Surrey council resurrects, fast-tracks 84th Avenue connection at Bear Creek Park

The city put the brakes on this project in 2007 because of community opposition

Surrey’s civic government is taking another crack at extending 84th Avenue between King George Boulevard and 140th Street at the southernmost end of Bear Creek Park, with the Safe Surrey Coalition majority championing the project on a five-to-four vote.

City Staff in July 2007 recommended that the city council of the day put the brakes on the proposal because of intense opposition to the plan at that time. Earlier that year, Surrey council had approved a $600,000 design study for the project, with the idea such an extension would alleviate some traffic pressure on the 88th and King George intersection.

Dianne Watts, who was mayor at the time, noted in 2007 the proposed extension would result in Bear Creek Park being boxed in by roads on all sides, making it more difficult for people to access the park. “That’s not where we want to go,” she said. But, Watts added, something must be done to relieve the traffic at 88th and the George. “It’s the highest accident intersection in the city and it must be dealt with,” she noted.

On Monday, Feb. 22, Surrey city council amended the city’s 10-year plan to fast-track building 84th Avenue along a hydro right-of-way at the south end of the Newton park, but not without debate.

A corporate report covering the city’s 10-year servicing plan was presented to council placing the resurrected 84th Avenue project, at a total cost of $7,338,000, in the long-term category of six to 10 years down the line.

But Councillor Doug Elford asked council to change the priority for the construction of the road to short-term, “which is a one to five year plan,” and “to have the project completed as soon as possible, in the time frame.”

This, he said, would align with “other improvements planned” along 84th Avenue between Scott Road and the George.

Councillor Mandeep Nagra then asked city staff if that’s the shortest time, “or can we even do one to three year time on this project?”

City manager Vince Lalonde told council if it wants the project done over the next two years, “we’ll put it in our priorities.”

Mayor Doug McCallum, speaking on behalf of the majority of council – which is his Safe Surrey Coalition – said “we need to have it done.

“And that means in the next two years.”

Councillor Jack Hundial told council he hopes there will be “robust” consultation with area residents and environmentalists, while Councillor Steven Pettigrew noted this is the third time this project has come before council.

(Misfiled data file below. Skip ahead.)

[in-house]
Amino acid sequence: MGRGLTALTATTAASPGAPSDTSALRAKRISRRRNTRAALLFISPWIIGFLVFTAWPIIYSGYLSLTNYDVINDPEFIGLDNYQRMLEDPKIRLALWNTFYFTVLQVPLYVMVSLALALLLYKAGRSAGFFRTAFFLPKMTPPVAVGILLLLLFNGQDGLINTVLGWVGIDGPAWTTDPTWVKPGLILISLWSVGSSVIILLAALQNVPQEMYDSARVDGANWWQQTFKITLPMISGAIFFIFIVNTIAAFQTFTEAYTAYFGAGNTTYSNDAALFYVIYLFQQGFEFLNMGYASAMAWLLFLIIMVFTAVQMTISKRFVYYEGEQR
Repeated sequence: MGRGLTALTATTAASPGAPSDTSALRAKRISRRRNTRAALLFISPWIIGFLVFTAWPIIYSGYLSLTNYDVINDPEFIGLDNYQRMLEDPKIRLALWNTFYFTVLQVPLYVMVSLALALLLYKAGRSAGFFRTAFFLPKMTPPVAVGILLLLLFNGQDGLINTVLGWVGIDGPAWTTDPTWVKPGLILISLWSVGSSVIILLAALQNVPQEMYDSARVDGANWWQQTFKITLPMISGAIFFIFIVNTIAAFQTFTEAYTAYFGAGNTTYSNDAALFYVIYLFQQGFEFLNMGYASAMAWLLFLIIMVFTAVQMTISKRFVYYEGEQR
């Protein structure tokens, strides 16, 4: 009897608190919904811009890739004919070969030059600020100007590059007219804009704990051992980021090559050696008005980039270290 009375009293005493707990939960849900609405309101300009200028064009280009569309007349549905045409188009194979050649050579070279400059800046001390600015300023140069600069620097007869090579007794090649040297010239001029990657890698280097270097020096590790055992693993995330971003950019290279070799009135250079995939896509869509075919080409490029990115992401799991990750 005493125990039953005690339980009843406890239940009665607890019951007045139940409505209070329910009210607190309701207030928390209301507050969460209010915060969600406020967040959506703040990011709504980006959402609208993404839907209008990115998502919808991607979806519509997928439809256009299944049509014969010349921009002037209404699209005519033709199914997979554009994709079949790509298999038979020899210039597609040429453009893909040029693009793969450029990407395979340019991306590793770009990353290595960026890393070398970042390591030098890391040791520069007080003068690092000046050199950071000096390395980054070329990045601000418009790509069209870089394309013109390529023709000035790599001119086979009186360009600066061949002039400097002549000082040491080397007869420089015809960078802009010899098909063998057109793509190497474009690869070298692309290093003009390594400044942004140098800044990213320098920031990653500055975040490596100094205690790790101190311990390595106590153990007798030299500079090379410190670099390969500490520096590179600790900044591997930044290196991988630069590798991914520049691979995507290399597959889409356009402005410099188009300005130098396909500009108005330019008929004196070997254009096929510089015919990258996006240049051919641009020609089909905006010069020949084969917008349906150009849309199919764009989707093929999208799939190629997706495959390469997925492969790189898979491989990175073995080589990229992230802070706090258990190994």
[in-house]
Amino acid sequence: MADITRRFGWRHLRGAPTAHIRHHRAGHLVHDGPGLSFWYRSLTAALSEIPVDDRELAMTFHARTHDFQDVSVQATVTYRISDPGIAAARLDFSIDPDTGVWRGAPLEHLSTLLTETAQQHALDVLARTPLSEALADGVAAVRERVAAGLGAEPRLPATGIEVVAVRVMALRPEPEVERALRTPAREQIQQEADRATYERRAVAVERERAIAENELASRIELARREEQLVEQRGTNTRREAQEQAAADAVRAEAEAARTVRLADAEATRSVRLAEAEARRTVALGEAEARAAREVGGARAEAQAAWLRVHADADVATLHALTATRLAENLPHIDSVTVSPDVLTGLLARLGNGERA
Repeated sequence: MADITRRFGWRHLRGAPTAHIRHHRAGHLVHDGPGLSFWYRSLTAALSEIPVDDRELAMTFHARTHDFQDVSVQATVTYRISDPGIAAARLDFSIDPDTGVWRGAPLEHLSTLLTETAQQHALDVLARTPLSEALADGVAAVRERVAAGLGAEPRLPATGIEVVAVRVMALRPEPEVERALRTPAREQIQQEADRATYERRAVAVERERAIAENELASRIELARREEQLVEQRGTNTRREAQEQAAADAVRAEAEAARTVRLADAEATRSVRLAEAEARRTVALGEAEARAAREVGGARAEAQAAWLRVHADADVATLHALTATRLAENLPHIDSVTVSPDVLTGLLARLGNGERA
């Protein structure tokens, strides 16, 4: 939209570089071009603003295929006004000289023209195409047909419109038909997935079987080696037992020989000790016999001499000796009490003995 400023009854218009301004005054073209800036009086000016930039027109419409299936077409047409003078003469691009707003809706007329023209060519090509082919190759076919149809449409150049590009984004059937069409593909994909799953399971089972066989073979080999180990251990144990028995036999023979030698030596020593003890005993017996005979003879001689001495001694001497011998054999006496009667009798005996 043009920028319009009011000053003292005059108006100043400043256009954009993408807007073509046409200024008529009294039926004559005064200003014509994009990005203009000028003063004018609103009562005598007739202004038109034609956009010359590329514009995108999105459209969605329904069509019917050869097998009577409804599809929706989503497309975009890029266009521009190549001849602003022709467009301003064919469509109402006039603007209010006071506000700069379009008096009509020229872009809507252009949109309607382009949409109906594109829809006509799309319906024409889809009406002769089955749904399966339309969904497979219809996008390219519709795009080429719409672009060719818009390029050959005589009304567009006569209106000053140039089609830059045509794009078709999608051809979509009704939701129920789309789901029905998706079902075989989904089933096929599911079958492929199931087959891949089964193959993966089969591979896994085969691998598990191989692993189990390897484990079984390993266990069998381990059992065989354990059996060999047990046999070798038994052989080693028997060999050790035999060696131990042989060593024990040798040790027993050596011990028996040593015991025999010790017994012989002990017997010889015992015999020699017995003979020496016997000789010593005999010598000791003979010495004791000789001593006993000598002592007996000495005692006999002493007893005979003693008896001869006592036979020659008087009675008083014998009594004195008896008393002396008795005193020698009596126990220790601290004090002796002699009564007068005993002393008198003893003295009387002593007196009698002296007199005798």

“I have great concerns about this proposal moving forward,” Pettigrew said. “Especially moved to a short term.

“I would hope we would have a very deep consultation done with the environmental community and all the appropriate studies done before this moves forward in any way.”

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Councillor Allison Patton supports the project. “I’m aware of some real concerns for safety with some traffic crashes that are happening on 88th, King George and 88th, and I think that’s something with our Vision Zero plan we really have to keep top of mind.”

“I’m supportive of us moving quickly on this,” she said. “As well as from an environmental position there’s a lot of greenhouse gas emissions produced through east to west so if we can work on improving that, that would be very helpful. As far as I understand, being on a hydro corridor, it’s not like through the middle of the park so that helps, that’s excellent.”

Councillor Laurie Guerra noted King George and 88th is Surrey’s worst intersection for crashes and the traffic capacity on 88th is “crazy.” She asked city staff to verify that the proposed alignment would not cut through the park and trees won’t be cut down.

She also asked how the project would knit with the Bear Creek Park Stadium project city hall is working on. Lalonde replied that “of course in due process there’s a lot of choices to be made, especially on the road alignment, the width, what it looks like. I think engineering will start, basically revisit some of the old plans and come up with an even better plan and then they’ll be presenting that to council. We don’t have drawings at this point to show.”

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Being at the south part of the park, Lalonde added, the 84th Avenue extension “would help, we believe, a lot in the access” to the future stadium. “A lot of this still has to be defined.”

As far as cutting trees, he told council, a majority if not all of the alignment would be along the Hydro corridor which doesn’t contain “significant” trees, “but I don’t think we could state there would be zero trees required. This will all be reported to council once we do the actual survey and we do some designs.”

Councillor Brenda Locke said “rushing” the project would be “absolutely a problem for us.” She said she used to live in that area and saw the “push-back” from the community when this project was presented to it before.

“I can tell you people will be very concerned and they will rise up,” she said. “We’ve been down this road far too many times.”

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